It was Tanner's turn again in 2011, and he took full advantage. Peter and Tanner did not drop a set en route to the clay-court final in Cincinnati, where they fell to the Morse-Karzens 4-6, 6-4, 7-5.


"Those are the matches that you lose and you still have fun," said Tanner. "You're out there competing as hard as you can with your dad against someone else and his dad. There are not too many times that you can do that."


Tanner and Peter ready to return
Photo courtesy of La Jolla Beach & Tennis Club

Battle-tested from their run in the Queen City, Tanner and Peter advanced further than their family ever had at La Jolla. Their reward was a meeting with the eight-time defending champions.


Former Texas A&M players Brian and Brett Joelson entered their semifinal against Peter and Tanner on a 51-match tournament win streak. The Trojans overcame the odds to end the Aggies' run 6-7(9), 7-6(5), 7-5.


Tanner couldn't believe they won. Peter called it his "favorite match ever." But the Smiths didn't have time to celebrate. Later that day, ex-UCLA Bruin Travis Rettenmaier and his father Tom defeated them 6-4, 3-6, 6-4.


After losing two finals in three sets over a four-month span, Peter said that he and Tanner shed their share of tears.


Pain of a different kind followed when Tanner suffered an elbow injury that sidelined him for 17 months. He missed his entire junior season of high school tennis, not to mention the 2012 and 2013 Father-Son Nationals at La Jolla.


Peter reached the Round of 16 with Colter in 2012 and went all the way with Riley in 2013, edging the Joelsons 3-6, 6-3, 6-4 in the final.


"I love Riley and it was fun to watch him win," said Tanner. "But I would have much rather it been me out there."


With renewed motivation, Tanner returned to the father-son circuit on the clay courts of the Cincinnati Tennis Club last July. The kid who was once called "shrimp" was suddenly standing in at 6-foot-6.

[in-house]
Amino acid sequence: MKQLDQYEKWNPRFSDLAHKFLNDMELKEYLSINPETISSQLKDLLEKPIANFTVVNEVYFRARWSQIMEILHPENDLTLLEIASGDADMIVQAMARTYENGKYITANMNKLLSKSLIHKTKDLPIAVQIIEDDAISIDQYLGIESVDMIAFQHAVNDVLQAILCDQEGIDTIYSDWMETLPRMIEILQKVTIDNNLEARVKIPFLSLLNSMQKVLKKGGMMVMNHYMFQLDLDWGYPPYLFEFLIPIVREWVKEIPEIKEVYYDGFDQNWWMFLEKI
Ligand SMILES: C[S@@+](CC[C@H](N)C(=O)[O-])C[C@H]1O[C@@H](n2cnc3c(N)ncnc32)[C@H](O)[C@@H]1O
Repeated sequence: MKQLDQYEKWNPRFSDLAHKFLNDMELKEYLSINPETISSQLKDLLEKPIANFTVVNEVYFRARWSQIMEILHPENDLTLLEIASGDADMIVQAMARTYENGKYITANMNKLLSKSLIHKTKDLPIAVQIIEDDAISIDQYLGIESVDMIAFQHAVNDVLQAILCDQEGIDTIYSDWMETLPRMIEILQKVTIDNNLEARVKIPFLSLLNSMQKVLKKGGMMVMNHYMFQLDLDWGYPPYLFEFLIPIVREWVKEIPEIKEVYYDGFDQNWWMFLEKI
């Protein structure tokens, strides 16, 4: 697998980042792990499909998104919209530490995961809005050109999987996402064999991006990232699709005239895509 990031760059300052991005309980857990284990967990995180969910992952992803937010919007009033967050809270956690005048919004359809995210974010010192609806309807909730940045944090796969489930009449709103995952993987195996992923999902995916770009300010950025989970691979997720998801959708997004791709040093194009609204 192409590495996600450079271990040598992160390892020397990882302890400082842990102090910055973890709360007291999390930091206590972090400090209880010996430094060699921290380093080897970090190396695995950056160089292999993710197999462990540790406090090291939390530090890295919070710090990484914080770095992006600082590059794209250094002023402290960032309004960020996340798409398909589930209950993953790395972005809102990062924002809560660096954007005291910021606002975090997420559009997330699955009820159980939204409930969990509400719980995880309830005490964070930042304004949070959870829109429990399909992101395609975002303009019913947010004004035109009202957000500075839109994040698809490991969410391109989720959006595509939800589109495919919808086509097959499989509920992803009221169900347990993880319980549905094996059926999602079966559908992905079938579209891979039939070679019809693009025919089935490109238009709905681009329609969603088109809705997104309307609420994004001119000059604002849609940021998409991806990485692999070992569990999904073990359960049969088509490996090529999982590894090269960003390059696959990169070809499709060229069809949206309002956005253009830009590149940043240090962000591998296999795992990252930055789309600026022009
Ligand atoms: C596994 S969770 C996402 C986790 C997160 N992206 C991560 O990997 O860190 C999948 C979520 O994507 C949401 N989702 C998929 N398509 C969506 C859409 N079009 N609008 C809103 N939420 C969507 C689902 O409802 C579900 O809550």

Hopes for his first title with dad, however, appeared to be in jeopardy. Peter was dealing with back pain after playing 10 matches at the Men's 50s.


"He was still way better than when I was 10 years old, but it was like the roles were finally reversed," said Tanner. "I remember him being the guy leading me on the court and all of a sudden I had to take some middle balls that he couldn't move to."


The Smiths won 48 of 60 games en route to the final, then played the "best set of our lives" to take a 6-0 lead in the championship match. But Eoin and Tadhg Collins raised their level and extended the final into an all-too-familiar third set.

The duo poses with their La Jolla title
Photo courtesy of USC Athletics

"We were down 4-3, Tanner with the serve," Peter recalled. "I was laying on my back every changeover, and Tanner, his arm was hurting. We kind-of looked at each other and said, 'All right, 10 minutes. We can do anything for 10 minutes.' Literally, we won 12 out of the next 13 points."


Just like that, Peter and Tanner overcame narrow losses and nagging injuries to become national champions, joining a Father-Son honor roll that includes Roy Emerson, Pancho Gonzalez and six other members of the International Tennis Hall of Fame.


A decade after 40-year-old Peter lied to 9-year-old Tanner, the Smiths added the hard-court title at La Jolla last December.


"Winning a Father-Son championship was every bit as good as winning an NCAA team championship," said Peter. "It's not exactly the same feeling. When you win an NCAA team championship, you have a team and you take them from A to Z. But when you're at a Father-Son, we've played for 10 years. It's pretty special to be on the court doing something you love with someone you love."


About the ITA

The Intercollegiate Tennis Association (ITA) is the governing body of college tennis, overseeing men's and women's varsity tennis at NCAA Divisions I, II and III, NAIA and Junior/Community College. The ITA administers a comprehensive awards and rankings program for men and women varsity players, coaches and teams in all divisions, providing recognition for their accomplishments on and off the court. For more information on the ITA, visit the ITA website at www.itatennis.com.